TACKLING THE PROBLEMS OF YOUNG MENYouth Affairs
"Too many young men think they are immortal," Acting Minister of Youth Affairs Tony Ryall said today. "The Government is going to tackle the 'risk-taking' behaviour of young men and its high cost to themselves, their families and the rest of society.
"Young men are over-represented in road accidents, violence and work related accidents, and in problems such as drug and alcohol addiction, unemployment and unwanted fatherhood. The parents of young men carry terrible fears for their sons during their late teens and early twenties.
"It's no surprise that the community takes a dim view of young men and the trouble they can cause. That stigma seems to be carried through to a lack of policy targeted towards the problems that young men face, their behaviour and its effect on the rest of society."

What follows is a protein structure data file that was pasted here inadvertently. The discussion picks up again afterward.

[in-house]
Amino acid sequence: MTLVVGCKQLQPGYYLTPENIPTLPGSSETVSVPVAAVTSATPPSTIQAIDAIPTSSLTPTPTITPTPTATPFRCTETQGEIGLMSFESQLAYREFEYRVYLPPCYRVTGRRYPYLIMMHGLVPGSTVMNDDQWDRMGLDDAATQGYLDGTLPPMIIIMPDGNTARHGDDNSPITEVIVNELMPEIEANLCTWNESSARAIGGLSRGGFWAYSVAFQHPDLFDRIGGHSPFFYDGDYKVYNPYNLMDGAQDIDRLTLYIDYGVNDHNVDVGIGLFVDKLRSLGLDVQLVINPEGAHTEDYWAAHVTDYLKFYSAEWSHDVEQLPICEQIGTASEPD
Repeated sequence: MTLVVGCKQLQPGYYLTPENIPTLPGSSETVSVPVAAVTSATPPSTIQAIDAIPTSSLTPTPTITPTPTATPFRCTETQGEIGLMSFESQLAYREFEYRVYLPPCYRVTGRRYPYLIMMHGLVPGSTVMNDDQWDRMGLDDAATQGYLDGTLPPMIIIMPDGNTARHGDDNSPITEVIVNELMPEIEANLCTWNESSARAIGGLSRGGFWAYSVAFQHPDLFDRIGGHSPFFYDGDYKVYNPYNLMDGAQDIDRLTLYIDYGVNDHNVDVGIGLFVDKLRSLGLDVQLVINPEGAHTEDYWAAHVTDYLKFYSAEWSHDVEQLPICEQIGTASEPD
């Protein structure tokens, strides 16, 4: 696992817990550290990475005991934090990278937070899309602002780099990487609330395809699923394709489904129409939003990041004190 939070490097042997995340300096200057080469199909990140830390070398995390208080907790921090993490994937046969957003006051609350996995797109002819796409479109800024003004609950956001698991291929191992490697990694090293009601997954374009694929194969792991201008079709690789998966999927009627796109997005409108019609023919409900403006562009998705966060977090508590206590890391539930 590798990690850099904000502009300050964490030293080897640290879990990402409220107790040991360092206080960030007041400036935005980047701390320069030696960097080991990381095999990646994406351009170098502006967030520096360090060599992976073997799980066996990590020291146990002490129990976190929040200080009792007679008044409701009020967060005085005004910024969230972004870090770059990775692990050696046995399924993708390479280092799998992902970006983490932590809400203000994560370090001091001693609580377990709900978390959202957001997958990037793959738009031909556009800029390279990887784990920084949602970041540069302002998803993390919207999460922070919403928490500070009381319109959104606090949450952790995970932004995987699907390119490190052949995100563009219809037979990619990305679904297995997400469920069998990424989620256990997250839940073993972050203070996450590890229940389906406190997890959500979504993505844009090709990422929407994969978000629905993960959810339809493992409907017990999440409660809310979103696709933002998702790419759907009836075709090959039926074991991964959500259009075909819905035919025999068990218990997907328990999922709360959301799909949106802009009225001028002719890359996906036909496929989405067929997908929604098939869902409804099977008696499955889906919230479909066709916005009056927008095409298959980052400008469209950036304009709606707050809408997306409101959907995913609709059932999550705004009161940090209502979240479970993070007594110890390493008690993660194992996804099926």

Mr Ryall said tackling these issues would be a priority for the Ministry of Youth Affairs. A report prepared in May would lay the ground work for policy initiatives expected by the end of the year. The report found that:
15-24 year old men have the highest rate of road death;
young men are twice as likely to be killed or injured as young woman;
young men aged 18-24 years are over represented among heavy drinkers;
hospital admissions for cannabis dependence is highest among men aged 20-24 years;
male offending peaks in the 20-24 age group;
in 1996, 28787 men aged 15-24 were convicted of an offence.
Mr Ryall said the Ministry of Youth Affairs would consult with other government agencies and seek input from young people on solutions for helping young men.